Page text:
5 Types of Power You Can Use As a Project Manager!


5 types of power

Based on whether you are working in a functional organization, matrix organization or projectized organization, you will have varied degree of authority and power as a project manager. While a project manager has to use her powers effectively throughout the project, this is part of project team development project management activity.

There are different types of power as researched by John French and Bertram Raven, and each type of power has a different impact on the team.

Legitimate Power

When you are made project manager of a project you are given legitimate power to tell your team what they should be working on. In strong matrix or projectized organization you may be completely in charge of team, in terms of doing their performance appraisal, decide on compensation etc.

Reward Power

This power is about the ability to provide someone with something that the person desires, or provide something that reduces the pains of undesirable experience. Essentially you either increase the comfort or decrease the discomfort.

As a project manager you will have control over budget and you can decide on rewards to be given. Many a people get motivated to work for a reward, but you need to ensure that they are not win-lose type of rewards. Make sure that criteria to meet is clear to everyone on the team and all stand a fair chance of achieving it.

It is better to tag reward to project objectives such as delivering by a certain date, or getting defect count to below a certain number. It could be for an individual (‘completing her work ahead of schedule with best quality’) or for the team (‘deliver the upcoming release in time’). When team achieves these objectives everyone stands to gain something from the collective effort and such rewards foster collaborative nature of the team members.

Expert Power

This is the power you radiate when you lead by example. This is characterized by the ability to administer information, knowledge or expertise to others.

A common problem many project managers face is when team considers them as ‘not knowing what is involved in doing the project work’, and hence do not respect their decisions.

For instance, if you have been a software engineer and worked your way up to being project manager, and you take up part of a critical module of the project and code it flawlessly. Your team respects that and looks up to you understanding that you know what it takes to deliver something. They are now more inclined to listen to you and accept your decisions because you have credibility in their eyes.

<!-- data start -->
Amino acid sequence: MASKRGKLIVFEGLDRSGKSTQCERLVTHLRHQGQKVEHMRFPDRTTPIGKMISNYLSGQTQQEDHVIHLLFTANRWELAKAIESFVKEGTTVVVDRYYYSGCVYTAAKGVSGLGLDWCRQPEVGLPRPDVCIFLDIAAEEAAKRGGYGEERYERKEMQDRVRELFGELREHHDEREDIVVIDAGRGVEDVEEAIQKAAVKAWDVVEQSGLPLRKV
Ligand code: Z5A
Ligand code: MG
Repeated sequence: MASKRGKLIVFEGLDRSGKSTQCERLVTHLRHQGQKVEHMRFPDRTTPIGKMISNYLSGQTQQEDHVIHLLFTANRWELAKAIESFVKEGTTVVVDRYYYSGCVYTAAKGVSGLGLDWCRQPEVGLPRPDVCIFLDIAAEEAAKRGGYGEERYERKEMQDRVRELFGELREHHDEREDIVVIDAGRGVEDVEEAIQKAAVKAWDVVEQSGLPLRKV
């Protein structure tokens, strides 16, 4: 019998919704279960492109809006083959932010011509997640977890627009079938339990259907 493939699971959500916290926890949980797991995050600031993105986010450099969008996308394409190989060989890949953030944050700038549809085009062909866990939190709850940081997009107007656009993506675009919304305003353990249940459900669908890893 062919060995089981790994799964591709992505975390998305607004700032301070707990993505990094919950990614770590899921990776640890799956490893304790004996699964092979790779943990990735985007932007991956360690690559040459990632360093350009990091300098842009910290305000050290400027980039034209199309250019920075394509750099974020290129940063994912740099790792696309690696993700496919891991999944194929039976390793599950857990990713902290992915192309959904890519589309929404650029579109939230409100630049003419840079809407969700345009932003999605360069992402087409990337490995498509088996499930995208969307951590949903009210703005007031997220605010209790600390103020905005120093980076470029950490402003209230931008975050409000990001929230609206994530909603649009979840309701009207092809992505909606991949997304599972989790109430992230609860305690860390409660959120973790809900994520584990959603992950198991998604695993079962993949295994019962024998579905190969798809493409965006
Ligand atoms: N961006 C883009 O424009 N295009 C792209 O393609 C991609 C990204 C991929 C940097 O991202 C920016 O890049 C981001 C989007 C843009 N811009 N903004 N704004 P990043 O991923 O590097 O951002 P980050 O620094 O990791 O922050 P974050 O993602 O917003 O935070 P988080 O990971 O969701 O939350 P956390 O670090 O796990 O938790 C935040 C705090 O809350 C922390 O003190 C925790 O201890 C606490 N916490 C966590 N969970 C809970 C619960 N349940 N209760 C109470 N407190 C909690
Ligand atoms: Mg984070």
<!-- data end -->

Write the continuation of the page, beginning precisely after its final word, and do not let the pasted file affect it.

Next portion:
Referent Power

A project manager casually mentioning to the team that he had a lunch meeting with the CEO and he appreciated team’s hard work, you are exercising referent power. Now that they know you have access to the powerful person in the company and he trusts you, and you have put good word about the team, they admire you and want to be like you. Basically you associate yourself with people in power and show the team how they stand to benefit by this, and your team would love the fact that they are associated with you.

This is the power most of the advertisements exert on people, by showing celebrities using their products. Because celebrities use them, people buy the products. This type of power is pretty strong that power-holder is usually looked upon as a role model. This type of power is often found amongst celebrities, military and political figures.

Punishment Power

This is also called as Coercive power. This power may have negative consequences. Main goal of this power is compliance. Punishment power is exercised when someone is not performing and has to be reminded of bad consequences if there is no improvement.

According to Changingminds.org “demonstrations of harm are often used to illustrate what will happen if compliance is not gained”. But remember the adage “praise in public, reprimand in private” – have such talks always in private. The embarrassment of being reprimanded in front of colleagues may take away the effectiveness of this type of power.

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